"How do I know if I'm fast enough to make the team?"

Enter a Distance, Time (h:mm:ss.00 format), and your Age:
Use your age when the race was run, otherwise the calculations will be incorrect.

Time:
Age: Sex: M F
Age-Graded Equivalent: Performance %:

Reproduced with permission from Athletics Performance, © Howard Grubb, 1999-2017.
For explanations & additional distances, plus field events & hurdles, try the full calculator.

What do these numbers mean? Age-grading is a method of calculating somewhat equivalent performances for any given age, taking into account world class times by age for each distance. VOQ Racing uses the Performance % as a rough benchmark for the caliber of competitive athlete we're looking for. If your PR-level effort is around 80% and you're hitting 75% on a regular basis, you'll fit in. Try your best times for several different distances to see how they compare!

  • 70%+ You'll be fairly competitive in local road races.
  • 75%+ Top-10 in most local road races, but not quite ready for college races.
  • 80%+ Elite in local road races, moderately competitive in college races.
  • 85%+ Very competitive in college races.
  • 90%+ You'll win most of your races at any level.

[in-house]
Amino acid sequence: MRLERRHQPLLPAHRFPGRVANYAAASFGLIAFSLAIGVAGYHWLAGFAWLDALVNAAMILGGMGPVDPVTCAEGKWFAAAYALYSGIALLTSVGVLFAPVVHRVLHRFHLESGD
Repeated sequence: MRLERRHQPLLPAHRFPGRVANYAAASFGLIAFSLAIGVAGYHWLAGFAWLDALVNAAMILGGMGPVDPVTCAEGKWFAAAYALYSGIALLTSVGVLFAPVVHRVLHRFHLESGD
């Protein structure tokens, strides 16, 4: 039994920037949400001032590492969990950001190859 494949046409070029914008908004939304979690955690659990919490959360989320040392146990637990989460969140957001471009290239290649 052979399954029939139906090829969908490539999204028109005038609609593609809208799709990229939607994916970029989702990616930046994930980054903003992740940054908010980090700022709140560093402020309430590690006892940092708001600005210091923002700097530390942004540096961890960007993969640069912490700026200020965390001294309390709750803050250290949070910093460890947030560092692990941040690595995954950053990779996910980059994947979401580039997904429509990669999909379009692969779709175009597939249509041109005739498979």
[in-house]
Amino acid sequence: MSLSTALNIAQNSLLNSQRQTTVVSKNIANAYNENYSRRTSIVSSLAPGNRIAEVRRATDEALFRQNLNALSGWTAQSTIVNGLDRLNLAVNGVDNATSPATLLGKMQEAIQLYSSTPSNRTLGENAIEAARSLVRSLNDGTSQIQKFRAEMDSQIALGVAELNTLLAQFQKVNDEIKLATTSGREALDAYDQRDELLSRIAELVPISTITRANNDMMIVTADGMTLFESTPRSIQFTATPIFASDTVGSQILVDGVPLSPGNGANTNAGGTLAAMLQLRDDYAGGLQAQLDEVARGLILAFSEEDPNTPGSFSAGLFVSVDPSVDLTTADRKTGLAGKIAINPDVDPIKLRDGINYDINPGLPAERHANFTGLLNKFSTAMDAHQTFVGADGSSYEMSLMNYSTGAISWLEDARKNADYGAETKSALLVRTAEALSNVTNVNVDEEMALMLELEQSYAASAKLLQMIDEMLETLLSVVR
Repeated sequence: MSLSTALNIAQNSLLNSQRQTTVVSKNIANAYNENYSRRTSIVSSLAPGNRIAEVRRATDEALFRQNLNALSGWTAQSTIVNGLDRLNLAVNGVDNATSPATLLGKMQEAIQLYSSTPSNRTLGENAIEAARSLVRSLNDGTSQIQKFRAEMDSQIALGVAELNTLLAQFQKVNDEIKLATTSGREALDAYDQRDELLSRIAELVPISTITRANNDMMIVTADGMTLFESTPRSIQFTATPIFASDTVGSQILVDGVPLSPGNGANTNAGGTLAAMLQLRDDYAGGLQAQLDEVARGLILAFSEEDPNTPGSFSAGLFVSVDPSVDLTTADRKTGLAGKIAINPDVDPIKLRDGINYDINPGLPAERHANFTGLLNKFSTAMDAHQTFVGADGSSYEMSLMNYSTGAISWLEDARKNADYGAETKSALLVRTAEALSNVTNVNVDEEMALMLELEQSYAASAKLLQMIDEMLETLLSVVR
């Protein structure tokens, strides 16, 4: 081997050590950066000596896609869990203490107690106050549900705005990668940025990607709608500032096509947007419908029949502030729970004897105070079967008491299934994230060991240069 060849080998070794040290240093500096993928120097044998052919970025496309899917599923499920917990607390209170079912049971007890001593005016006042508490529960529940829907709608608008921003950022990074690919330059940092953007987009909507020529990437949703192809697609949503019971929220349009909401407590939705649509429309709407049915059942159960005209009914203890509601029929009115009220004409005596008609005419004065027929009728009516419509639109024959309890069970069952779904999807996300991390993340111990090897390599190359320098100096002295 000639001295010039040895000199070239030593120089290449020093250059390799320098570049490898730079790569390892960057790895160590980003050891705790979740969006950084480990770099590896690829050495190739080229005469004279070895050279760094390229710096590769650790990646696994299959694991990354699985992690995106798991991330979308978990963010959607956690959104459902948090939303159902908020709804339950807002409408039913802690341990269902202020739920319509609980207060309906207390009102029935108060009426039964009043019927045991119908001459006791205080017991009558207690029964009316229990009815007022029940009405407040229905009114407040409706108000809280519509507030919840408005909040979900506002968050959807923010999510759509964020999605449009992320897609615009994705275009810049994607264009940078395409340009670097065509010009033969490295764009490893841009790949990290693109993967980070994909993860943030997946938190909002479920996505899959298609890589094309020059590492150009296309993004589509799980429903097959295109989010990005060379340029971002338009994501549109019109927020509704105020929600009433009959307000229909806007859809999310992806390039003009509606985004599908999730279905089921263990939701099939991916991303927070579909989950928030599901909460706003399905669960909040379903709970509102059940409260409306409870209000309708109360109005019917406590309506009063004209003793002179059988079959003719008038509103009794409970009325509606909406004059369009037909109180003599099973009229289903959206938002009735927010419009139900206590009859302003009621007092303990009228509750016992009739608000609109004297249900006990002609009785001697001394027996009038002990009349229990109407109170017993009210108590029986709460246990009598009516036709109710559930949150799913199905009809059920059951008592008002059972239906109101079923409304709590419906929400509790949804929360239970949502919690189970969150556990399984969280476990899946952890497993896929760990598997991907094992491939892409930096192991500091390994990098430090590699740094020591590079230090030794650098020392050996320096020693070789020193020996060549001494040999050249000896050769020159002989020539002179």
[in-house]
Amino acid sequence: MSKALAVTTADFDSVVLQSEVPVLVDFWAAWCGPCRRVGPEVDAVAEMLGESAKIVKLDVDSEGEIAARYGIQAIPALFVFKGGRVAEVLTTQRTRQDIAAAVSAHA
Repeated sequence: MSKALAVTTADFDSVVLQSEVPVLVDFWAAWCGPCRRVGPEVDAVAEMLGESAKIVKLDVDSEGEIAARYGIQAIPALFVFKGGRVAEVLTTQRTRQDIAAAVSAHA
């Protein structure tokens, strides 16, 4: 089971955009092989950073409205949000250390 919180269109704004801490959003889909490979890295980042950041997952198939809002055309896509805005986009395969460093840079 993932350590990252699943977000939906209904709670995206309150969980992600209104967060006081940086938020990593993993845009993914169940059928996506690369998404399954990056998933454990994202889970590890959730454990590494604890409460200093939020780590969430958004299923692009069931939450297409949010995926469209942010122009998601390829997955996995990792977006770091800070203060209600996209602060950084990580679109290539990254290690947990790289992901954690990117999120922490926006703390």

The Age-Graded Equivalent is informational in nature. This tells you what your performance might equate to at "peak" age, and is a step in calculating the more important Performance %. (Another common method of categorizing the levels is: 60% = local, 70% = regional, 80% = national, and 90% = world class.)

As of June 27, 2012, our distribution of Performance %'s looks like:

  • Men: 76.7, 77.2, 77.9, 78.8, 81.3, 84.0, 85.3, 85.5, 85.5, 85.6, 88.2, 88.3, 88.5, 89.2
  • Women: 74.1, 80.5, 81.0, 82.4, 85.6, 86.0, 86.6, 86.7

How do I account for Cross Country (XC) times? Assuming the XC and Road courses are measured equally accurately, a very rough approximation is that XC courses will be 10 seconds per mile slower than Road courses of the same distance. For very fast XC courses, the difference may be as little as 5 seconds per mile. For more difficult ones, obviously the difference will be bigger. So, subtract the amount of time you deem necessary from the XC time, select the corresponding Road distance, and re-calculate.

Why this method? Some teams use rigid qualifying criteria, but that doesn't take into account different ages (most people don't run as fast at 50 as they did in their 20's) and PRs at non-standard distances ... at least not without a ton of work to prepare charts for all such possibilities. The age-grading approach isn't perfect -- everyone ages differently in terms of athletic performance -- but it works reasonably well on average and accounts for virtually every scenario.


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